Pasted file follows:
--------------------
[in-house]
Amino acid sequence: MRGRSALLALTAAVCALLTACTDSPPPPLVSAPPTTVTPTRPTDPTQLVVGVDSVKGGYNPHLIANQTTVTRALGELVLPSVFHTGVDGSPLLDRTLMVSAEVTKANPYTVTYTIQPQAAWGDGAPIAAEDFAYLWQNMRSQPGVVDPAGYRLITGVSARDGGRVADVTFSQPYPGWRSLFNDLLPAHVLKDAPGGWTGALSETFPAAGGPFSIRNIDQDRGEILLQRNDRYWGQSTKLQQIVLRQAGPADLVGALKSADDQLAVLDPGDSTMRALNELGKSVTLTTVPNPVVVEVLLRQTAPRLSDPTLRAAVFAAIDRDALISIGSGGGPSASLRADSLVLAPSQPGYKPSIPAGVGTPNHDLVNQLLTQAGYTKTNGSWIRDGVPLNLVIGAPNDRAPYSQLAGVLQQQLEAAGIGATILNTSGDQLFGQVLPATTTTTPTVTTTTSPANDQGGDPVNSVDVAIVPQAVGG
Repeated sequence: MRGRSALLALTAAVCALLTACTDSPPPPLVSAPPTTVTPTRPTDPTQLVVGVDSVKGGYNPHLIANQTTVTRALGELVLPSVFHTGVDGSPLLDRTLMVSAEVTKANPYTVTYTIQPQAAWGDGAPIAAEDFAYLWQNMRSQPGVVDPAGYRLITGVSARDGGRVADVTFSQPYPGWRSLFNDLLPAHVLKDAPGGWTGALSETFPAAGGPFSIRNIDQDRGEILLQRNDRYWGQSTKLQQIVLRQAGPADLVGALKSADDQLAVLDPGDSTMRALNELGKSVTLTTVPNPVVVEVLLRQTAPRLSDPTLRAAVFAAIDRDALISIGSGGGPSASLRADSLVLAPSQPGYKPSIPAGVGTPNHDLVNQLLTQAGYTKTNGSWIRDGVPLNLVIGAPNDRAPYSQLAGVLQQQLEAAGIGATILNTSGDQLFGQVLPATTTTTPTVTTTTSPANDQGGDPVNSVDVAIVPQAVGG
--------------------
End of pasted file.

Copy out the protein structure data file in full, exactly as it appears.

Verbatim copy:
[in-house]
Amino acid sequence: MRGRSALLALTAAVCALLTACTDSPPPPLVSAPPTTVTPTRPTDPTQLVVGVDSVKGGYNPHLIANQTTVTRALGELVLPSVFHTGVDGSPLLDRTLMVSAEVTKANPYTVTYTIQPQAAWGDGAPIAAEDFAYLWQNMRSQPGVVDPAGYRLITGVSARDGGRVADVTFSQPYPGWRSLFNDLLPAHVLKDAPGGWTGALSETFPAAGGPFSIRNIDQDRGEILLQRNDRYWGQSTKLQQIVLRQAGPADLVGALKSADDQLAVLDPGDSTMRALNELGKSVTLTTVPNPVVVEVLLRQTAPRLSDPTLRAAVFAAIDRDALISIGSGGGPSASLRADSLVLAPSQPGYKPSIPAGVGTPNHDLVNQLLTQAGYTKTNGSWIRDGVPLNLVIGAPNDRAPYSQLAGVLQQQLEAAGIGATILNTSGDQLFGQVLPATTTTTPTVTTTTSPANDQGGDPVNSVDVAIVPQAVGG
Repeated sequence: MRGRSALLALTAAVCALLTACTDSPPPPLVSAPPTTVTPTRPTDPTQLVVGVDSVKGGYNPHLIANQTTVTRALGELVLPSVFHTGVDGSPLLDRTLMVSAEVTKANPYTVTYTIQPQAAWGDGAPIAAEDFAYLWQNMRSQPGVVDPAGYRLITGVSARDGGRVADVTFSQPYPGWRSLFNDLLPAHVLKDAPGGWTGALSETFPAAGGPFSIRNIDQDRGEILLQRNDRYWGQSTKLQQIVLRQAGPADLVGALKSADDQLAVLDPGDSTMRALNELGKSVTLTTVPNPVVVEVLLRQTAPRLSDPTLRAAVFAAIDRDALISIGSGGGPSASLRADSLVLAPSQPGYKPSIPAGVGTPNHDLVNQLLTQAGYTKTNGSWIRDGVPLNLVIGAPNDRAPYSQLAGVLQQQLEAAGIGATILNTSGDQLFGQVLPATTTTTPTVTTTTSPANDQGGDPVNSVDVAIVPQAVGG